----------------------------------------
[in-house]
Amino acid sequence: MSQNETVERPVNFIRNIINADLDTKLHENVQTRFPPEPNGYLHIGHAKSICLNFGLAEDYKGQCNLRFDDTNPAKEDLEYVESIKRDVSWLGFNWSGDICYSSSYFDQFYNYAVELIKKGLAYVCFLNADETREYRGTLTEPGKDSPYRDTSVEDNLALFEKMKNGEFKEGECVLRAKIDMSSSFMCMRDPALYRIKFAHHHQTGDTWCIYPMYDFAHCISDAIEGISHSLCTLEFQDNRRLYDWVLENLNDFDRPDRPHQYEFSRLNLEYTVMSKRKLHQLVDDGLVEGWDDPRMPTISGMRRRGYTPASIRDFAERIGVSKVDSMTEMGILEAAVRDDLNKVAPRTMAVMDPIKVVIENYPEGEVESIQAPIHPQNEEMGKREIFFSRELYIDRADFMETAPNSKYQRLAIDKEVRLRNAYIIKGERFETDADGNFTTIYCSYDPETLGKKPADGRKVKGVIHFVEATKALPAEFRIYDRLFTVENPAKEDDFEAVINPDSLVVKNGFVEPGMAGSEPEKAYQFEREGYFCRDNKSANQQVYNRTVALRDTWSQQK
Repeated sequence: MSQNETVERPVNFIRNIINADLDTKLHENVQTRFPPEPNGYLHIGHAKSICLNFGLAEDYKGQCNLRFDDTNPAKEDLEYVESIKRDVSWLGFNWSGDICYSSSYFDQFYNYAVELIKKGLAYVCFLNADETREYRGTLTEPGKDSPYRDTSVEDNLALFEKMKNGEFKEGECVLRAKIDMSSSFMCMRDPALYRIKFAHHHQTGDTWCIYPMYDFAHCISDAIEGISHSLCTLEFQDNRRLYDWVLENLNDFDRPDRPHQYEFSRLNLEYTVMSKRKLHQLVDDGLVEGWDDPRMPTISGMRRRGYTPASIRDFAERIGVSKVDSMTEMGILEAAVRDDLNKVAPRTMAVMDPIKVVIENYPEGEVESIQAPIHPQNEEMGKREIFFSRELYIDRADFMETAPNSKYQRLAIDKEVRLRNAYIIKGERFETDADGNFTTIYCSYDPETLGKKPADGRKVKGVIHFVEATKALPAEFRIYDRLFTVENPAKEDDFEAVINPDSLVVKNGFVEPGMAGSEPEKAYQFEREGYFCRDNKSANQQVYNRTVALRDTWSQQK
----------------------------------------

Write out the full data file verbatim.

[in-house]
Amino acid sequence: MSQNETVERPVNFIRNIINADLDTKLHENVQTRFPPEPNGYLHIGHAKSICLNFGLAEDYKGQCNLRFDDTNPAKEDLEYVESIKRDVSWLGFNWSGDICYSSSYFDQFYNYAVELIKKGLAYVCFLNADETREYRGTLTEPGKDSPYRDTSVEDNLALFEKMKNGEFKEGECVLRAKIDMSSSFMCMRDPALYRIKFAHHHQTGDTWCIYPMYDFAHCISDAIEGISHSLCTLEFQDNRRLYDWVLENLNDFDRPDRPHQYEFSRLNLEYTVMSKRKLHQLVDDGLVEGWDDPRMPTISGMRRRGYTPASIRDFAERIGVSKVDSMTEMGILEAAVRDDLNKVAPRTMAVMDPIKVVIENYPEGEVESIQAPIHPQNEEMGKREIFFSRELYIDRADFMETAPNSKYQRLAIDKEVRLRNAYIIKGERFETDADGNFTTIYCSYDPETLGKKPADGRKVKGVIHFVEATKALPAEFRIYDRLFTVENPAKEDDFEAVINPDSLVVKNGFVEPGMAGSEPEKAYQFEREGYFCRDNKSANQQVYNRTVALRDTWSQQK
Repeated sequence: MSQNETVERPVNFIRNIINADLDTKLHENVQTRFPPEPNGYLHIGHAKSICLNFGLAEDYKGQCNLRFDDTNPAKEDLEYVESIKRDVSWLGFNWSGDICYSSSYFDQFYNYAVELIKKGLAYVCFLNADETREYRGTLTEPGKDSPYRDTSVEDNLALFEKMKNGEFKEGECVLRAKIDMSSSFMCMRDPALYRIKFAHHHQTGDTWCIYPMYDFAHCISDAIEGISHSLCTLEFQDNRRLYDWVLENLNDFDRPDRPHQYEFSRLNLEYTVMSKRKLHQLVDDGLVEGWDDPRMPTISGMRRRGYTPASIRDFAERIGVSKVDSMTEMGILEAAVRDDLNKVAPRTMAVMDPIKVVIENYPEGEVESIQAPIHPQNEEMGKREIFFSRELYIDRADFMETAPNSKYQRLAIDKEVRLRNAYIIKGERFETDADGNFTTIYCSYDPETLGKKPADGRKVKGVIHFVEATKALPAEFRIYDRLFTVENPAKEDDFEAVINPDSLVVKNGFVEPGMAGSEPEKAYQFEREGYFCRDNKSANQQVYNRTVALRDTWSQQK